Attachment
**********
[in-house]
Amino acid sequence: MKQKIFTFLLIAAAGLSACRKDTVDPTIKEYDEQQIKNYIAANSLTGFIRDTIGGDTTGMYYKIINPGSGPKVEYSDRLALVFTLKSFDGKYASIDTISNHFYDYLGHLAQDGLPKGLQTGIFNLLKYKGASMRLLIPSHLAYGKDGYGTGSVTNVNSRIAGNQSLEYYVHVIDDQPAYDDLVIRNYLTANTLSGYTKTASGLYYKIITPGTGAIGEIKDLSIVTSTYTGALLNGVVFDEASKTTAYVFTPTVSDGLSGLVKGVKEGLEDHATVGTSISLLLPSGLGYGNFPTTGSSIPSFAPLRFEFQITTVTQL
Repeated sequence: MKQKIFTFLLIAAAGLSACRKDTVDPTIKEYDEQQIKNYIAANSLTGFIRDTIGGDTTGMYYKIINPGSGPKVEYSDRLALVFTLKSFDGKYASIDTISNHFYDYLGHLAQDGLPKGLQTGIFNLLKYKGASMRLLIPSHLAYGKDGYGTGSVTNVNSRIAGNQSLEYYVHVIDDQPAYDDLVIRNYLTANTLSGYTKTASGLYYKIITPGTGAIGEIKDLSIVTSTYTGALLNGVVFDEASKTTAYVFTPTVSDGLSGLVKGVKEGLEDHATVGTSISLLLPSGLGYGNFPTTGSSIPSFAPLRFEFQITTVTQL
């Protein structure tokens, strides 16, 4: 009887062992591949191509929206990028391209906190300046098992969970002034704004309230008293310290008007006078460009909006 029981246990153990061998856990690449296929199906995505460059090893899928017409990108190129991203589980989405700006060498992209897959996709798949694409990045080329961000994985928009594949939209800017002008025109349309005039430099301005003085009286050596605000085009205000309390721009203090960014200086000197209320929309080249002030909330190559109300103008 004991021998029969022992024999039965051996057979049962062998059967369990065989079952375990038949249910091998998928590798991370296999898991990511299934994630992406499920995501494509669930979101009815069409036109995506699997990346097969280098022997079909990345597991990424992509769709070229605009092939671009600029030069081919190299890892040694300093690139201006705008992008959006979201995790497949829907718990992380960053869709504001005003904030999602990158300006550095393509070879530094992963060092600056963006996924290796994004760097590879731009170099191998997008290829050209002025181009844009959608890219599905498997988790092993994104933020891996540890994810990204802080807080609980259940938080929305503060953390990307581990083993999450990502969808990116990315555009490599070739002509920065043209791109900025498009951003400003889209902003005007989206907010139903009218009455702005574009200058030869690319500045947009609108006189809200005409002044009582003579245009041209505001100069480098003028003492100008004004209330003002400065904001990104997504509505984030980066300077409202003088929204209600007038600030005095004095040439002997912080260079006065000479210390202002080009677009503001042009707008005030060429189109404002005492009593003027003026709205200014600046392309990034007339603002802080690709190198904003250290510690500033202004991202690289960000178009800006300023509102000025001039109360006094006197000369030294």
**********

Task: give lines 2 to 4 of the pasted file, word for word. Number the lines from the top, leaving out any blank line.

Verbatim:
Amino acid sequence: MKQKIFTFLLIAAAGLSACRKDTVDPTIKEYDEQQIKNYIAANSLTGFIRDTIGGDTTGMYYKIINPGSGPKVEYSDRLALVFTLKSFDGKYASIDTISNHFYDYLGHLAQDGLPKGLQTGIFNLLKYKGASMRLLIPSHLAYGKDGYGTGSVTNVNSRIAGNQSLEYYVHVIDDQPAYDDLVIRNYLTANTLSGYTKTASGLYYKIITPGTGAIGEIKDLSIVTSTYTGALLNGVVFDEASKTTAYVFTPTVSDGLSGLVKGVKEGLEDHATVGTSISLLLPSGLGYGNFPTTGSSIPSFAPLRFEFQITTVTQL
Repeated sequence: MKQKIFTFLLIAAAGLSACRKDTVDPTIKEYDEQQIKNYIAANSLTGFIRDTIGGDTTGMYYKIINPGSGPKVEYSDRLALVFTLKSFDGKYASIDTISNHFYDYLGHLAQDGLPKGLQTGIFNLLKYKGASMRLLIPSHLAYGKDGYGTGSVTNVNSRIAGNQSLEYYVHVIDDQPAYDDLVIRNYLTANTLSGYTKTASGLYYKIITPGTGAIGEIKDLSIVTSTYTGALLNGVVFDEASKTTAYVFTPTVSDGLSGLVKGVKEGLEDHATVGTSISLLLPSGLGYGNFPTTGSSIPSFAPLRFEFQITTVTQL
């Protein structure tokens, strides 16, 4: 009887062992591949191509929206990028391209906190300046098992969970002034704004309230008293310290008007006078460009909006 029981246990153990061998856990690449296929199906995505460059090893899928017409990108190129991203589980989405700006060498992209897959996709798949694409990045080329961000994985928009594949939209800017002008025109349309005039430099301005003085009286050596605000085009205000309390721009203090960014200086000197209320929309080249002030909330190559109300103008 004991021998029969022992024999039965051996057979049962062998059967369990065989079952375990038949249910091998998928590798991370296999898991990511299934994630992406499920995501494509669930979101009815069409036109995506699997990346097969280098022997079909990345597991990424992509769709070229605009092939671009600029030069081919190299890892040694300093690139201006705008992008959006979201995790497949829907718990992380960053869709504001005003904030999602990158300006550095393509070879530094992963060092600056963006996924290796994004760097590879731009170099191998997008290829050209002025181009844009959608890219599905498997988790092993994104933020891996540890994810990204802080807080609980259940938080929305503060953390990307581990083993999450990502969808990116990315555009490599070739002509920065043209791109900025498009951003400003889209902003005007989206907010139903009218009455702005574009200058030869690319500045947009609108006189809200005409002044009582003579245009041209505001100069480098003028003492100008004004209330003002400065904001990104997504509505984030980066300077409202003088929204209600007038600030005095004095040439002997912080260079006065000479210390202002080009677009503001042009707008005030060429189109404002005492009593003027003026709205200014600046392309990034007339603002802080690709190198904003250290510690500033202004991202690289960000178009800006300023509102000025001039109360006094006197000369030294």